Oracle will not post further updates of Java SE 8 to its public download sites for commercial use after September 2018. Customers who need continued access to critical bug fixes and security fixes as well as general maintenance for Java SE 8 or previous versions can get long term support through Oracle Java SE Advanced, Oracle Java SE Advanced Desktop, or Oracle Java SE Suite. All other users are recommended to upgrade to the latest major releases of the Oracle JDK or OpenJDK.
Sander Mak in his article "5 things you need to know about Java 9" does a very good explanation about the Java release cycle and why Java 9 is a very important release.
Here some important lines of Sander Mak's article:
Upgrading your Java version every 6 months is not an enticing prospect for many organisations. Therefore, there will be long-term-support (LTS) versions designated every three years. The first LTS release will be the release of September 2018. That also means Java 9 will not be on of the long-term supported releases.
So, is Java 9 right for you?
Does the new release schedule mean that you shouldn’t adopt Java 9 and wait for the first LTS release end of next year instead? From an operations perspective, that is an attractive strategy. From a development perspective, there are too many important changes arising from the modularized JDK to put off adoption.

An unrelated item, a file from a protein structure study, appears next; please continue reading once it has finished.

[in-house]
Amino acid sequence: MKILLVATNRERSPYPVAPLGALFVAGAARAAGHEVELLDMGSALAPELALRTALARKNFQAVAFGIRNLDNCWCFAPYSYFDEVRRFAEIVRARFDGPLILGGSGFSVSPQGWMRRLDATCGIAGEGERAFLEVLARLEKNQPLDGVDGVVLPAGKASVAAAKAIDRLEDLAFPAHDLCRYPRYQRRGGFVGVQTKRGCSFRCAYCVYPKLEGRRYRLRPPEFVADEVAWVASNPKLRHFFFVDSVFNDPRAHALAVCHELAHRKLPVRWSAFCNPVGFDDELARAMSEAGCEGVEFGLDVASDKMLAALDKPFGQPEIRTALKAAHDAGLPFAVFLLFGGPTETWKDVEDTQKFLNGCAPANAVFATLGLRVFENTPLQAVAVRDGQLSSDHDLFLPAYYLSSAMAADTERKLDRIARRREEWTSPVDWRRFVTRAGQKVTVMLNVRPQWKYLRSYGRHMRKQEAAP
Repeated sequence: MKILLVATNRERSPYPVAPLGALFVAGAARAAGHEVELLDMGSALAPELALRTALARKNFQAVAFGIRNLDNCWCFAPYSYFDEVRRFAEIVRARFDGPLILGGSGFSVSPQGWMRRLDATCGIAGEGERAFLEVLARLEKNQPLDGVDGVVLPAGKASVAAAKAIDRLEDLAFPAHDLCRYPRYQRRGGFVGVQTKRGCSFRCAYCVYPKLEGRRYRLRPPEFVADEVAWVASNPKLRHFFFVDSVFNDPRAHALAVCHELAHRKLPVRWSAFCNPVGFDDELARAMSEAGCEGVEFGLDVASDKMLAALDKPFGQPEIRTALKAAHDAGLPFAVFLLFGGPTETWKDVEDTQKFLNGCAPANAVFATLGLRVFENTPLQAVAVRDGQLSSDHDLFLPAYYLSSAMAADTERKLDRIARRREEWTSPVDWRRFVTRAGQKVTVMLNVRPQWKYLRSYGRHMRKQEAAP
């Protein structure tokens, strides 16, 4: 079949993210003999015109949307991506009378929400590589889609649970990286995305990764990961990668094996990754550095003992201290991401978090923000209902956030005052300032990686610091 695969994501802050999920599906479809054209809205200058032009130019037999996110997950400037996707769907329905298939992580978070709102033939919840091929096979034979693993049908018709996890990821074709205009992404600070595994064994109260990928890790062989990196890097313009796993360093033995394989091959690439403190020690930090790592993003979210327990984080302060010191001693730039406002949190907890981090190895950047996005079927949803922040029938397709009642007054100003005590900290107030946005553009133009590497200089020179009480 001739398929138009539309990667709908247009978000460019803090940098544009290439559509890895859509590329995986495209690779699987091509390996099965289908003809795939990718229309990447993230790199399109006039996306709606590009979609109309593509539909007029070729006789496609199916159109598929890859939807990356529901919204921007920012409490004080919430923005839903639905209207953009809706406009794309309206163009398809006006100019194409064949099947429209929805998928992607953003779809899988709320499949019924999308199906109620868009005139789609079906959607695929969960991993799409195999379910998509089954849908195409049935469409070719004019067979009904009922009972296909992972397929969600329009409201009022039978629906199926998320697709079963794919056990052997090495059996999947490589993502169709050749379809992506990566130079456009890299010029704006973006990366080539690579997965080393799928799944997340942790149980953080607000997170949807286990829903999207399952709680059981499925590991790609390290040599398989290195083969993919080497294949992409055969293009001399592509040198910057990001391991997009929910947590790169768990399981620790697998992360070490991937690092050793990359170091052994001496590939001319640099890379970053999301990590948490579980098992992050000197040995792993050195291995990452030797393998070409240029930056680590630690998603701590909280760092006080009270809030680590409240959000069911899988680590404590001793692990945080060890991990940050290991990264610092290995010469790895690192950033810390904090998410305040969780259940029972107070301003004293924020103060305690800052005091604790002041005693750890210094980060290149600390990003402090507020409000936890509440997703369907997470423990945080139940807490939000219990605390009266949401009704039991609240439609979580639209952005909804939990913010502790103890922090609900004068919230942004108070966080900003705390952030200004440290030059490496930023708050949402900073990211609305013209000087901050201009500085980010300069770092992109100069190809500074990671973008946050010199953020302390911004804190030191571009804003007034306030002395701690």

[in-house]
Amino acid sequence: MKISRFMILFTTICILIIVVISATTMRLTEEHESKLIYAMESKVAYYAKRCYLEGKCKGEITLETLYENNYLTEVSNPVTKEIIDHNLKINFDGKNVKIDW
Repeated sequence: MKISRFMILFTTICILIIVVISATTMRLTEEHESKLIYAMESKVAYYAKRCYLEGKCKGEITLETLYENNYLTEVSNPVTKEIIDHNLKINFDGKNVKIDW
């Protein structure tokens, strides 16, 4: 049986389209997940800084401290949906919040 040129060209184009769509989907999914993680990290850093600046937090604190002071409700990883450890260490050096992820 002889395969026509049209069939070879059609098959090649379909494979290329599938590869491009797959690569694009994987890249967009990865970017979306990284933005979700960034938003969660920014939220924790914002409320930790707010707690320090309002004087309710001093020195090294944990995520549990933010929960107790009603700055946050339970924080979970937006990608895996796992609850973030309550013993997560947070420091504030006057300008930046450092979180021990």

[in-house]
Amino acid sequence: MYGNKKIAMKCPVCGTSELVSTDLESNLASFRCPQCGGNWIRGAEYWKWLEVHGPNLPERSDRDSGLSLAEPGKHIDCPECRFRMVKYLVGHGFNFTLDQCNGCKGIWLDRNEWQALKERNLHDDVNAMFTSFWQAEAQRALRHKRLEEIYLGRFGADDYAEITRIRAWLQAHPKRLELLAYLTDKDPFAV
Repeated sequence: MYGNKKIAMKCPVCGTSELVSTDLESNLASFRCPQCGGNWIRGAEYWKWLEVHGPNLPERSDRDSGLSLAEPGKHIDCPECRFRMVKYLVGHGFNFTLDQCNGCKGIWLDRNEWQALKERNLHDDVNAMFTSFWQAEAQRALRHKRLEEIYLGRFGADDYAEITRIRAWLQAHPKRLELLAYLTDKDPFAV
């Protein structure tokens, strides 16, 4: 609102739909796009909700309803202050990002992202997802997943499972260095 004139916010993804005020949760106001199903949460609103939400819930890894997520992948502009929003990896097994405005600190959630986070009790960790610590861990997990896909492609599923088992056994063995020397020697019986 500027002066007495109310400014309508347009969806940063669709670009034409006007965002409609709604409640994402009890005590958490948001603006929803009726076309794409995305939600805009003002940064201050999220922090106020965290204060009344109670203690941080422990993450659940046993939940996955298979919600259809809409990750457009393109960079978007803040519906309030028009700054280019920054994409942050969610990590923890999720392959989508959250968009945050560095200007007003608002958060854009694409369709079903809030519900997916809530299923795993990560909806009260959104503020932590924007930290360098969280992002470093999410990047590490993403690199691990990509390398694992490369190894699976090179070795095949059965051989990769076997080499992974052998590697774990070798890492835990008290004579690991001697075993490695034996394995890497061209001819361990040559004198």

My advice is to start developing your application on top of Java 9 as soon as possible. You don't have to use modules for your application when moving to Java 9—they’re completely optional. Nevertheless the JDK is modularized, so you’ll need to deal with the new reality of encapsulation in the JDK. Even if your application runs on the classpath, postponing the move to the modular JDK makes it harder and more costly to deal with later.
One option is to start using JDK 9 to develop your applications, but still target JDK 8 as runtime. A newly introduced '--release' flag supports this scenario. This course of action prevents an immediate upgrade to your infrastructure, but at the same time precludes you from benefitting from new APIs and performance and security enhancements. Adopting Java 9 quickly allows you to get ready for the first long-term-support release next year. After that, you can always choose to remain longer on this LTS version.
Continuing reading at https://www.pluralsight.com/blog/software-development/java-9-impact
Thank you for your answer.
To my taste, the picture is not so clear. I've forwared this situation to my local Oracle support staff (they are always trying to sell something, so it is a big oportunity to get first class information). They have no idea of this new java life cicle and their opinion is that it is insane. They've promised me to make some internal reseach. I'll put here the details.
Anyway, to my taste, the possition here is that companies -no matter their size- will have to pay to get support. Small companies problably will move to other languages, but Enterprise size companies have little (or no) choices.
After having a small talk with Oracle, the picture is cristal clear: If you have weblogic, then you are some how "protected" and will be able to receive java updates. Otherwise, if you have also other App serves (such a JBoss or Tomcat) then you MUST pay for these java updates.
This make no sense, but it is the Oracle way.